I’ve only had a washer/dryer for four days now and we are still waiting for California Closets to come and install new master bedroom closets in the empty spaces cleared by our contractor. But, we are almost fully functional here! As you can see, we have the bandwidth to consider rug options for our kitchen nook, so that’s an improvement over the first ten or so days when we were drowning in wrapping paper and trying to find the dust buster.

I am making friends with my new town and feeling confident that life here is going to offer so many opportunities to learn and grow. I’m truly excited to get beyond the “home set-up phase” and onto the “live my best life phase.”

I’ll be doing a reveal of my new pink shed soon. Watch for it!

Hugs,

Michele

Family, Friends and Neighbors

Like Mother…Not Like Daughter!

My daughter
My lovely daughter

Dear Reader:

When a woman gives birth to a daughter, I believe she consciously, or subconsciously, believes her daughter will resemble her in many ways. But why? It is an odd assumption upon thoughtful consideration. Why should she be more like her mother than her father? I’ve asked myself that question now for 21 years.

My daughter is her own person, but she is more like her father than she is like me. I can accept this…despite the fact that it took 28 hours of hard labor followed by an emergency c-section to bring her into this world!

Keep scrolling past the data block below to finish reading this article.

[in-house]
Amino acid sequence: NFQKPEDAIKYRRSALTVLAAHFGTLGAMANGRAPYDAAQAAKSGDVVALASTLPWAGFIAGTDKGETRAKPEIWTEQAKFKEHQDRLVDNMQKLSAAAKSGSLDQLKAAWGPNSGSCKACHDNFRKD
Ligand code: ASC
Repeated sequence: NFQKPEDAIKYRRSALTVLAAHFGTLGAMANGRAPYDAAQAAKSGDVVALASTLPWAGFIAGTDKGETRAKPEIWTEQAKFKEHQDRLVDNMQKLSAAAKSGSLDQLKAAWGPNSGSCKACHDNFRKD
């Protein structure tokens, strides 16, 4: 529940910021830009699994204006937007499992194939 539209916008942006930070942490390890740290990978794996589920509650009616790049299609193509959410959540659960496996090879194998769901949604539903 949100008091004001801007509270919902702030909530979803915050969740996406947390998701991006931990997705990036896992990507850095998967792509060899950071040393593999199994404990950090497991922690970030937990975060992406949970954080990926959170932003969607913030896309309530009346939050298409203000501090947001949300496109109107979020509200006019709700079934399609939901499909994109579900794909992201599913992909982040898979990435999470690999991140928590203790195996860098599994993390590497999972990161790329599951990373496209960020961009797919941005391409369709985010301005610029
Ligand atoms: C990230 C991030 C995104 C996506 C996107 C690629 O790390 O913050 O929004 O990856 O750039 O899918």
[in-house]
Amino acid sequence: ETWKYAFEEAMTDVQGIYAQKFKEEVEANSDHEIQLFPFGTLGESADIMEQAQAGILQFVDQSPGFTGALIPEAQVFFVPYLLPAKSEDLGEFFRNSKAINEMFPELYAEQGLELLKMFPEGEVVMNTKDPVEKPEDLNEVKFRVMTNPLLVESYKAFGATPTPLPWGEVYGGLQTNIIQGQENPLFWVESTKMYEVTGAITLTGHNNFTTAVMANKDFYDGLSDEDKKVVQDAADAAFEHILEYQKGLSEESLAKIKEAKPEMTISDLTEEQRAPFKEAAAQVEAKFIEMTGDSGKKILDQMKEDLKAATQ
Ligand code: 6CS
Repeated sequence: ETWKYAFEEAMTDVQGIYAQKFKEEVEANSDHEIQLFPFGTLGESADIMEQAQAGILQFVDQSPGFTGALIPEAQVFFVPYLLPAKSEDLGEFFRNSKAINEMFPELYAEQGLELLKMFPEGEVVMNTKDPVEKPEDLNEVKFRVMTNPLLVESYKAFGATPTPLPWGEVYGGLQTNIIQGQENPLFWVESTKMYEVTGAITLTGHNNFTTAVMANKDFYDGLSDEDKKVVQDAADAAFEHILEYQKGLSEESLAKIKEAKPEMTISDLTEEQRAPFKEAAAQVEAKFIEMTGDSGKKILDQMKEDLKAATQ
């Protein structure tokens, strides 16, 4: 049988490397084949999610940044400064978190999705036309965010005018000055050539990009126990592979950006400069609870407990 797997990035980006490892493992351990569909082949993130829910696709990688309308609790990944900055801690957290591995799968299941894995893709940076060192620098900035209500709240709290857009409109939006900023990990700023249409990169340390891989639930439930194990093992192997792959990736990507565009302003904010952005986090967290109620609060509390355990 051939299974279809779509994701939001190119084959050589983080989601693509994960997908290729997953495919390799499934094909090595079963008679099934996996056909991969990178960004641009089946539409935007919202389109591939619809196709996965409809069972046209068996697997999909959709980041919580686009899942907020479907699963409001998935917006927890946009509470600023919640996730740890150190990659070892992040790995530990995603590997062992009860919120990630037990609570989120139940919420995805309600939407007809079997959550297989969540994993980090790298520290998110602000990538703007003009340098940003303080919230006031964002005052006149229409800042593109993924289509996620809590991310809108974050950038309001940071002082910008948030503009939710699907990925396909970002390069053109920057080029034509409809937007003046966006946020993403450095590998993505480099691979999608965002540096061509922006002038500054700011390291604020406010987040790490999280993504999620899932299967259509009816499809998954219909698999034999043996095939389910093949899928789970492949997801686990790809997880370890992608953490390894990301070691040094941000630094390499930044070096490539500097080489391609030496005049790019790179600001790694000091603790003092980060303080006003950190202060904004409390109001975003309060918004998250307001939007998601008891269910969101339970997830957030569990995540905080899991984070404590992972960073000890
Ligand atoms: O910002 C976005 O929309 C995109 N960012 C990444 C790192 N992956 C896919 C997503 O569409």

I wonder at the differences!

She is:

  • ambitious but not competitive; I am competitive but not ambitious
  • reserved, i burst
  • quietly thoughtful, I am obviously opinionated
  • forgiving and patient; I try

She loves:

  • lace and florals; I like stripes and animal print
  • teal; I love pink
  • Thunder Mountain; I love It’s a Small World
  • Harry Potter and Jane Austen; I love Tinker Bell and Danielle Steel

But, we do share some common opinions and interests. We are both feminists, but she does not like to wear it on her t-shirt. We love donuts, doxies, Disneyland and Maui. We are happy when we are shopping at Lululemon or Target, walking the streets of London in rain or shine and sipping from English china while perusing beautiful books.

And, most importantly, we still love spending time in each other’s company. I hope that never changes.

Is your daughter very much like you, dear reader? Or is she more like her father?!

Michele